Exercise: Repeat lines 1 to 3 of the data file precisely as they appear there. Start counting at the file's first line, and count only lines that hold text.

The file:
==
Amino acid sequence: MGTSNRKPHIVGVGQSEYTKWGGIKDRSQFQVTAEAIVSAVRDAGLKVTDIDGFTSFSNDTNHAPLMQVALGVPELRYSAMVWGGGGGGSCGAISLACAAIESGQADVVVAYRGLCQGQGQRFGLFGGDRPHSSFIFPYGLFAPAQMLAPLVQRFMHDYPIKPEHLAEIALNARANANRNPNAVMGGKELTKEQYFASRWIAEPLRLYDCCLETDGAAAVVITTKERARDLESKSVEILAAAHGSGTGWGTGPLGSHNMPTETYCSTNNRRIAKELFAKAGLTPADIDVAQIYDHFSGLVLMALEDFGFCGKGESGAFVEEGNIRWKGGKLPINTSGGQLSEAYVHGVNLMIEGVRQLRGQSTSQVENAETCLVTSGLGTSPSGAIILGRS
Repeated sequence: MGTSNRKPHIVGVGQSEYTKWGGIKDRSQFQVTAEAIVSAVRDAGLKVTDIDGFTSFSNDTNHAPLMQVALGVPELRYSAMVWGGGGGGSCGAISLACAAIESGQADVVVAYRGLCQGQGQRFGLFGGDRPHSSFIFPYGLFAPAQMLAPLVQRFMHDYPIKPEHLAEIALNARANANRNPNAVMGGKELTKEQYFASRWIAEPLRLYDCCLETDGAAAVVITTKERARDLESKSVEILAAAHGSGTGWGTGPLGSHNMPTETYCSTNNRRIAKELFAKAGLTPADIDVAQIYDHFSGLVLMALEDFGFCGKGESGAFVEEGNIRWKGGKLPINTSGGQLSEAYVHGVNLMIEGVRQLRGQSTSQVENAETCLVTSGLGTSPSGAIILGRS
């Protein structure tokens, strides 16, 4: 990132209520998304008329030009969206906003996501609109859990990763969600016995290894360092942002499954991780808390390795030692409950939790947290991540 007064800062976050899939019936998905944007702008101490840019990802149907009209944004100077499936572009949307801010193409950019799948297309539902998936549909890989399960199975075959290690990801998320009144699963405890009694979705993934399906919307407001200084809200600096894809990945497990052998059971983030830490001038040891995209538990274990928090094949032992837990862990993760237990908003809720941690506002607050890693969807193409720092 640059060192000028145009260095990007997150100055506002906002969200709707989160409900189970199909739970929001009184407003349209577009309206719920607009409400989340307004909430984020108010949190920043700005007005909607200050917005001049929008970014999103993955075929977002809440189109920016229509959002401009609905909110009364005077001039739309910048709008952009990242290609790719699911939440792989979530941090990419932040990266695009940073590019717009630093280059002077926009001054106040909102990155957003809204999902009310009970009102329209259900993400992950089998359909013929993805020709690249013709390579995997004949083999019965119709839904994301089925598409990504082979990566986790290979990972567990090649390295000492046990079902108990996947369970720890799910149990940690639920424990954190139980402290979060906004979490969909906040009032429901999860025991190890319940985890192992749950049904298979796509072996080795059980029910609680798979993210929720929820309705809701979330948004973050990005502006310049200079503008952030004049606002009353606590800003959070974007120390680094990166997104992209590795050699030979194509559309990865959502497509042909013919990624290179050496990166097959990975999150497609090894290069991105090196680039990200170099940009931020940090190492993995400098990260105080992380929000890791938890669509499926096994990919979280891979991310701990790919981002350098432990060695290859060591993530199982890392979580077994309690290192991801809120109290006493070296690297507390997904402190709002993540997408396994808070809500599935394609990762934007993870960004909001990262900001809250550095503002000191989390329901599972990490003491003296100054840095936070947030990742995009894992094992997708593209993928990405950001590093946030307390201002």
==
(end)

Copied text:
Amino acid sequence: MGTSNRKPHIVGVGQSEYTKWGGIKDRSQFQVTAEAIVSAVRDAGLKVTDIDGFTSFSNDTNHAPLMQVALGVPELRYSAMVWGGGGGGSCGAISLACAAIESGQADVVVAYRGLCQGQGQRFGLFGGDRPHSSFIFPYGLFAPAQMLAPLVQRFMHDYPIKPEHLAEIALNARANANRNPNAVMGGKELTKEQYFASRWIAEPLRLYDCCLETDGAAAVVITTKERARDLESKSVEILAAAHGSGTGWGTGPLGSHNMPTETYCSTNNRRIAKELFAKAGLTPADIDVAQIYDHFSGLVLMALEDFGFCGKGESGAFVEEGNIRWKGGKLPINTSGGQLSEAYVHGVNLMIEGVRQLRGQSTSQVENAETCLVTSGLGTSPSGAIILGRS
Repeated sequence: MGTSNRKPHIVGVGQSEYTKWGGIKDRSQFQVTAEAIVSAVRDAGLKVTDIDGFTSFSNDTNHAPLMQVALGVPELRYSAMVWGGGGGGSCGAISLACAAIESGQADVVVAYRGLCQGQGQRFGLFGGDRPHSSFIFPYGLFAPAQMLAPLVQRFMHDYPIKPEHLAEIALNARANANRNPNAVMGGKELTKEQYFASRWIAEPLRLYDCCLETDGAAAVVITTKERARDLESKSVEILAAAHGSGTGWGTGPLGSHNMPTETYCSTNNRRIAKELFAKAGLTPADIDVAQIYDHFSGLVLMALEDFGFCGKGESGAFVEEGNIRWKGGKLPINTSGGQLSEAYVHGVNLMIEGVRQLRGQSTSQVENAETCLVTSGLGTSPSGAIILGRS
């Protein structure tokens, strides 16, 4: 990132209520998304008329030009969206906003996501609109859990990763969600016995290894360092942002499954991780808390390795030692409950939790947290991540 007064800062976050899939019936998905944007702008101490840019990802149907009209944004100077499936572009949307801010193409950019799948297309539902998936549909890989399960199975075959290690990801998320009144699963405890009694979705993934399906919307407001200084809200600096894809990945497990052998059971983030830490001038040891995209538990274990928090094949032992837990862990993760237990908003809720941690506002607050890693969807193409720092 640059060192000028145009260095990007997150100055506002906002969200709707989160409900189970199909739970929001009184407003349209577009309206719920607009409400989340307004909430984020108010949190920043700005007005909607200050917005001049929008970014999103993955075929977002809440189109920016229509959002401009609905909110009364005077001039739309910048709008952009990242290609790719699911939440792989979530941090990419932040990266695009940073590019717009630093280059002077926009001054106040909102990155957003809204999902009310009970009102329209259900993400992950089998359909013929993805020709690249013709390579995997004949083999019965119709839904994301089925598409990504082979990566986790290979990972567990090649390295000492046990079902108990996947369970720890799910149990940690639920424990954190139980402290979060906004979490969909906040009032429901999860025991190890319940985890192992749950049904298979796509072996080795059980029910609680798979993210929720929820309705809701979330948004973050990005502006310049200079503008952030004049606002009353606590800003959070974007120390680094990166997104992209590795050699030979194509559309990865959502497509042909013919990624290179050496990166097959990975999150497609090894290069991105090196680039990200170099940009931020940090190492993995400098990260105080992380929000890791938890669509499926096994990919979280891979991310701990790919981002350098432990060695290859060591993530199982890392979580077994309690290192991801809120109290006493070296690297507390997904402190709002993540997408396994808070809500599935394609990762934007993870960004909001990262900001809250550095503002000191989390329901599972990490003491003296100054840095936070947030990742995009894992094992997708593209993928990405950001590093946030307390201002």